Fiverr meets Uber for local service providers: connects providers to buyers locally

by Jessica Ainlay
March 20, 2015


Photo by Brandon Emerson, who the founders hired on
When two friends who are also entrepreneurs start talking about something they need, odds are pretty good they might just build it themselves.
Such was the case with Ruben Dua and Venk Tatineni, co-founders of mobile marketplace app,
One day Tatineni mentioned to Dua his interest in growing an herb garden in his backyard. He didn’t need to hire professionals. All he wanted was someone to come by and teach him how to plant basil and chiles. Did someone offer that sort of thing professionally? 
Around the same time, Dua’s wife was planning a birthday party for their son. She had been scouring the internet for local talent to hire for the party — someone to do facepainting, maybe a band for music — but her search took ages across a whole mess of disjointed websites and services. 
It shouldn’t be this hard to connect to providers of all these services with buyers, so was put into motion. 

[ibimage==36471==Original==none==self==ibimage_align-left]Keeping it in the ‘hood

The app serves as a mobile marketplace for buyers to find all the local talent they need in one place. The emphasis is on the idea of ‘local’. 
There is value in the “essence of being able to connect with people in our own communities to enrich our lives,”  Dua said. The app will have ratings and reviews for service providers, much like Angie's List, giving students and others looking to build out their portfolios a chance to get reviews, as well as feedback on their offering and an opportunity to plug into a much wider, more targeted audience.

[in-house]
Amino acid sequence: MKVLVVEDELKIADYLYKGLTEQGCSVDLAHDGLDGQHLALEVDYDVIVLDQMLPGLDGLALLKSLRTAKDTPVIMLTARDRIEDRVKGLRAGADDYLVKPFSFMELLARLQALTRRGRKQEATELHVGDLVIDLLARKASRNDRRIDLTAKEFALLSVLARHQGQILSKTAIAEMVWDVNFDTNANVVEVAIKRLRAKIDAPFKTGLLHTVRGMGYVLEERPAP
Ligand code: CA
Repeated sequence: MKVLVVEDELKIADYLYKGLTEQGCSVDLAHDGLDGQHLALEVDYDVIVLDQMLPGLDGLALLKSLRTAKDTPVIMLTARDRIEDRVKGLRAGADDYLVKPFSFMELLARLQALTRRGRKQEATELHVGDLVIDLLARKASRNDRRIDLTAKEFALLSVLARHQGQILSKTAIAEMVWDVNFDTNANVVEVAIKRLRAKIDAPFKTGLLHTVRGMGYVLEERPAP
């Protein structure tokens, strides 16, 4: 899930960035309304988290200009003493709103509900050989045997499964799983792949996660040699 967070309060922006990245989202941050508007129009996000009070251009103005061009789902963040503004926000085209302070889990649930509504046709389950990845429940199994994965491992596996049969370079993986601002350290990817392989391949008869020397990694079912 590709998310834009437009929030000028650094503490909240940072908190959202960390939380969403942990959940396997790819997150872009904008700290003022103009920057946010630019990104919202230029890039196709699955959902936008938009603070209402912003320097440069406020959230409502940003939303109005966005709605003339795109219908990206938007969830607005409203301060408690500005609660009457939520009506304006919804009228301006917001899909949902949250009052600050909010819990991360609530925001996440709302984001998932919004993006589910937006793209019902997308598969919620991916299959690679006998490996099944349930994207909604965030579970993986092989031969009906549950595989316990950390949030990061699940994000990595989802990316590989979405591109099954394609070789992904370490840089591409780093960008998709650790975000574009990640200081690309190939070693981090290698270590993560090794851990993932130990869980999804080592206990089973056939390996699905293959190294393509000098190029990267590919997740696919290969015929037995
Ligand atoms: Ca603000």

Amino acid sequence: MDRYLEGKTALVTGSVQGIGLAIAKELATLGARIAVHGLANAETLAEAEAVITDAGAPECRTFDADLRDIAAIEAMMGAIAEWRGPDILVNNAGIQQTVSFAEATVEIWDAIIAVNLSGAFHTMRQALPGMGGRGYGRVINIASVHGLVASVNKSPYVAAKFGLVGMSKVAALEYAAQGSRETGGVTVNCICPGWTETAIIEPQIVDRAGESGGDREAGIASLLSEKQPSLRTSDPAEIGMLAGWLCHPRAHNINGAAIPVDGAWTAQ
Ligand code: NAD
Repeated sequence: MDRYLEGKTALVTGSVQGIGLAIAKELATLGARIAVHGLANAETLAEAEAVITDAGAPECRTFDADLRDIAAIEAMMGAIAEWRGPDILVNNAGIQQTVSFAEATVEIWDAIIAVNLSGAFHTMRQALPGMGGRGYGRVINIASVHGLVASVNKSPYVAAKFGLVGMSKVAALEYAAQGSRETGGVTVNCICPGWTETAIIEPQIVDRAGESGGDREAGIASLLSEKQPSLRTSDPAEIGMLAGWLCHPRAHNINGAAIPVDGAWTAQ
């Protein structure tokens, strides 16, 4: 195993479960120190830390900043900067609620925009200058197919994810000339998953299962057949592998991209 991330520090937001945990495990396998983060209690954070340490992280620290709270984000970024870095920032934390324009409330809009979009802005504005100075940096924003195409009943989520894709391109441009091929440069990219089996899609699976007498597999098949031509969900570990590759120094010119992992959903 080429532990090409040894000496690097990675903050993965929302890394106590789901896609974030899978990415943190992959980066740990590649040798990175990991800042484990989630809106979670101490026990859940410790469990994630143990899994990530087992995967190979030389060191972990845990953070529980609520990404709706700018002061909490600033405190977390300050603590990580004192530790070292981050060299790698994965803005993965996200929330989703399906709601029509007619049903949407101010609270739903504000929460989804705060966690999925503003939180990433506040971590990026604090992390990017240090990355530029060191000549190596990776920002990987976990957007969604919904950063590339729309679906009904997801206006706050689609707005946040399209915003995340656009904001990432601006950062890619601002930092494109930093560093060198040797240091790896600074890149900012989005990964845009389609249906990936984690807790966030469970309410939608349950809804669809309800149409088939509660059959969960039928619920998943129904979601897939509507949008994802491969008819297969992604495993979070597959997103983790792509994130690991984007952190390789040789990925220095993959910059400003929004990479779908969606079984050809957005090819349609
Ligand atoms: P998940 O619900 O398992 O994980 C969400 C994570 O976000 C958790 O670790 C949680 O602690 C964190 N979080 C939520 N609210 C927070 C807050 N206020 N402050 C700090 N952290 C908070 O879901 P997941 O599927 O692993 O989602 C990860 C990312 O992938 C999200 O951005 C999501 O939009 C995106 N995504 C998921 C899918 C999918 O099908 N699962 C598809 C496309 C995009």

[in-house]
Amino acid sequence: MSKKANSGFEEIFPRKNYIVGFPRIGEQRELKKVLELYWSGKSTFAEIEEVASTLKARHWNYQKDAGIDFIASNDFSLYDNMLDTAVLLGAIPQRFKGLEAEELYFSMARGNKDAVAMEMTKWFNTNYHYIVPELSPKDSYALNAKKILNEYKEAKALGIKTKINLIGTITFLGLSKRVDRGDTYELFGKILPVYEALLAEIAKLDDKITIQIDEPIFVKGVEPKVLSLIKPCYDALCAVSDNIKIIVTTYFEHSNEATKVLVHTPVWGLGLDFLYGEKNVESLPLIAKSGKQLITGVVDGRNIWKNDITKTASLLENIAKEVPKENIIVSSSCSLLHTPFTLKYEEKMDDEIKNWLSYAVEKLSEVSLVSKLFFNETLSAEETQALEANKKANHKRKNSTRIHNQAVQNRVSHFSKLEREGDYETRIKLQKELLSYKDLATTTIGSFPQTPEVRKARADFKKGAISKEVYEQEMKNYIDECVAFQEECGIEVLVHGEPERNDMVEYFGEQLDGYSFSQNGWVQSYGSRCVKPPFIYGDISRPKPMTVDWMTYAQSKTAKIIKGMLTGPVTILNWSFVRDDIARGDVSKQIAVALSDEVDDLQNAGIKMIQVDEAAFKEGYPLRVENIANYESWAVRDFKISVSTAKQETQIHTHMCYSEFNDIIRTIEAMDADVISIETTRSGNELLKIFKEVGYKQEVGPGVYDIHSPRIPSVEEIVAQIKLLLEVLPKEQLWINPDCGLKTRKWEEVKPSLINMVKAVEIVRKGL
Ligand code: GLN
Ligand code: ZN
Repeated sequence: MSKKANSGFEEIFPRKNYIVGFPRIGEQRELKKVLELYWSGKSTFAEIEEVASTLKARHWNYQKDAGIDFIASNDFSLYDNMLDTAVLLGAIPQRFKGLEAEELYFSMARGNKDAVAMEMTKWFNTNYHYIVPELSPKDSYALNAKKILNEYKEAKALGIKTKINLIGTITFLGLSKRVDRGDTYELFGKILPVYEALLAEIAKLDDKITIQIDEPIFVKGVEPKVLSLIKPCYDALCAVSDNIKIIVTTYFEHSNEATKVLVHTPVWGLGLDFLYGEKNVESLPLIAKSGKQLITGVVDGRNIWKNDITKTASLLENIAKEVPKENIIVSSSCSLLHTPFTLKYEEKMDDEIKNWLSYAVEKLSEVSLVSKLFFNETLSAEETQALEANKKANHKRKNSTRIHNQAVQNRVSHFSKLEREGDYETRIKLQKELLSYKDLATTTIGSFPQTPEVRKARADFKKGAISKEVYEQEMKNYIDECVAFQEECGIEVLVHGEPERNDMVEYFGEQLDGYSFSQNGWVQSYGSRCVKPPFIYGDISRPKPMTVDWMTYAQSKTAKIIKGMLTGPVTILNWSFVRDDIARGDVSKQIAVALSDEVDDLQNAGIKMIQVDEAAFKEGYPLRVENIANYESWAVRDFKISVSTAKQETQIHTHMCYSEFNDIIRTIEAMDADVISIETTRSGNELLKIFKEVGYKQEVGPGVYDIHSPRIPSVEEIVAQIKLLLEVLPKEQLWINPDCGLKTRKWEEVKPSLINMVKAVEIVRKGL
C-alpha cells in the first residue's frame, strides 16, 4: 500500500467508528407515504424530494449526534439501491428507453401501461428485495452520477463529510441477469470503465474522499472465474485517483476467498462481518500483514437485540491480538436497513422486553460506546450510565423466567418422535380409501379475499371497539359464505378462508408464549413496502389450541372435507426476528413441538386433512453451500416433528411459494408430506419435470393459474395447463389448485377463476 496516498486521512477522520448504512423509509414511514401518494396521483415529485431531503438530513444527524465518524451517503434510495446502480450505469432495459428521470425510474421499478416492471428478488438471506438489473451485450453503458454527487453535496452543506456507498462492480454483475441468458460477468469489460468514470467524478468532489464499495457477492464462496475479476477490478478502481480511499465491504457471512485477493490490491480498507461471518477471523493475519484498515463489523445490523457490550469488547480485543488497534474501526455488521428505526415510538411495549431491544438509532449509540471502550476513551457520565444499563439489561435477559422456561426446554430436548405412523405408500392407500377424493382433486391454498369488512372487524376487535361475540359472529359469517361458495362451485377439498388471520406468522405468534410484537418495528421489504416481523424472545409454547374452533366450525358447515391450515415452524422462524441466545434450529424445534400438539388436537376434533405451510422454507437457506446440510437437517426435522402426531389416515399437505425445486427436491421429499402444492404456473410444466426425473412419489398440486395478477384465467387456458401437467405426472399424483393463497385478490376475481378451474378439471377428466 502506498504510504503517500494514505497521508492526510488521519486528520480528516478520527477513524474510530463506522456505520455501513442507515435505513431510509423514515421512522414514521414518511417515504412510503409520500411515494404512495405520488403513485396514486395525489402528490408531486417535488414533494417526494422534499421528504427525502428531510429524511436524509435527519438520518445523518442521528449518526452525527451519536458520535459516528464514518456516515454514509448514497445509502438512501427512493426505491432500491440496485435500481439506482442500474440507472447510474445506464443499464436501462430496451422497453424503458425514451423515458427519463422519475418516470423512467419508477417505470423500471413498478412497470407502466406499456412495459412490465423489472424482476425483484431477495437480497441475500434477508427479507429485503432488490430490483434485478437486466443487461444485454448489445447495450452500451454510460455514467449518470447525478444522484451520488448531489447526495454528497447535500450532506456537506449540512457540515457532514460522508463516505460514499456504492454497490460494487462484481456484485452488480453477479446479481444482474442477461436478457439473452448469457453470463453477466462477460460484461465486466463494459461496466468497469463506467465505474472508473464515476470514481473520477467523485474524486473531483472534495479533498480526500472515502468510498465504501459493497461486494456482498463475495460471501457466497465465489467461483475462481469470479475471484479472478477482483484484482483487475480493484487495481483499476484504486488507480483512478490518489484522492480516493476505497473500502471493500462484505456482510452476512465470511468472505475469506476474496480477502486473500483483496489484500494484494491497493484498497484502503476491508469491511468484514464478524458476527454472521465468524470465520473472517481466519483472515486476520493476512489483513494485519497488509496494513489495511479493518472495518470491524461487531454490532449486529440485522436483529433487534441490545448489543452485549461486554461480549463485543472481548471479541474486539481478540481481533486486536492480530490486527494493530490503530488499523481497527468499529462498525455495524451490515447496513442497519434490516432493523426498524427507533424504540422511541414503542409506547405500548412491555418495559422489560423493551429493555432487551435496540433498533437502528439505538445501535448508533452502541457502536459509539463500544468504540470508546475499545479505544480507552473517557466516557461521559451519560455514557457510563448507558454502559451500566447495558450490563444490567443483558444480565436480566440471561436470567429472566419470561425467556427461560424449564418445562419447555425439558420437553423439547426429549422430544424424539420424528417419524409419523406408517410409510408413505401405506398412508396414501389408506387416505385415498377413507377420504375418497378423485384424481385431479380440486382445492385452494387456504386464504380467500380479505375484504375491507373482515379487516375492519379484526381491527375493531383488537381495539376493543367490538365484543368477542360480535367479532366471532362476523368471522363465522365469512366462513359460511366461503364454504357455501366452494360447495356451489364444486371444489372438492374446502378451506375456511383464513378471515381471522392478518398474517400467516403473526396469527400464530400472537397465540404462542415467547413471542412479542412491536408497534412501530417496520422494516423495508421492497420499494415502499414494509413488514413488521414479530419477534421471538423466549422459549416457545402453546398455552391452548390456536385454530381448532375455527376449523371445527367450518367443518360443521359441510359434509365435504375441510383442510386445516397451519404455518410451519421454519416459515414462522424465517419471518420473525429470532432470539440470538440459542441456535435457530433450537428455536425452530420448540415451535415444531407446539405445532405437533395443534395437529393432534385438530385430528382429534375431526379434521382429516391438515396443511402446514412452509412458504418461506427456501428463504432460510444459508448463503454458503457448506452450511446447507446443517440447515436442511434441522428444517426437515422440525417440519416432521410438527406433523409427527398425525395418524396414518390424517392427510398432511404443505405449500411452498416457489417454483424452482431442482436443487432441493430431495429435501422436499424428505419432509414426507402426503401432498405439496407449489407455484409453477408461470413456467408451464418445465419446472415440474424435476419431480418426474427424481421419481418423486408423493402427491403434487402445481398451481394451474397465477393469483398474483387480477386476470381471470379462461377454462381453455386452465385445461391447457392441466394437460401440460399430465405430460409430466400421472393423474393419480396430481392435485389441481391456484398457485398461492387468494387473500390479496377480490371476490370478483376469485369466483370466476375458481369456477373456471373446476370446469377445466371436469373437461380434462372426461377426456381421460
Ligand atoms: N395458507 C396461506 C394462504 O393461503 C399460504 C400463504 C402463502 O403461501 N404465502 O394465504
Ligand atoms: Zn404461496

To start, the Dubb team has niched and niched again, currently targeting moms in the Los Angeles area. They are looking to a wider rollout in the near future. 


So why ‘Dubb’? 

Dubb is slang for twenty — all services on the site start at $20. From there, the real money to be made by service providers is in the value add-on. Once buyers are interested in the $20 service, providers can also include any number of valuable add-ons to enrich the experiences they offer. 
There are three sets of target provider types: experience, events and instruction. Yoga teachers, private chefs, photographers and other kinds of semi-professional providers can make good money doing what they love, with Dubb earning its revenue off the transaction fee, a la Uber’s model. 
For buyers, benefits go beyond having services aggregated in one place. There is an element of experiential discovery that allows buyers to spontaneously find services they may have never considered or known about before. 
Those who see this as a solid business concept are in good company. Brian Liu, co-founder and chairman of the board at LegalZoom was one of’s first angel investors. 
Dubb is currently in invite-only beta and will open up to a wider audience later this year. 
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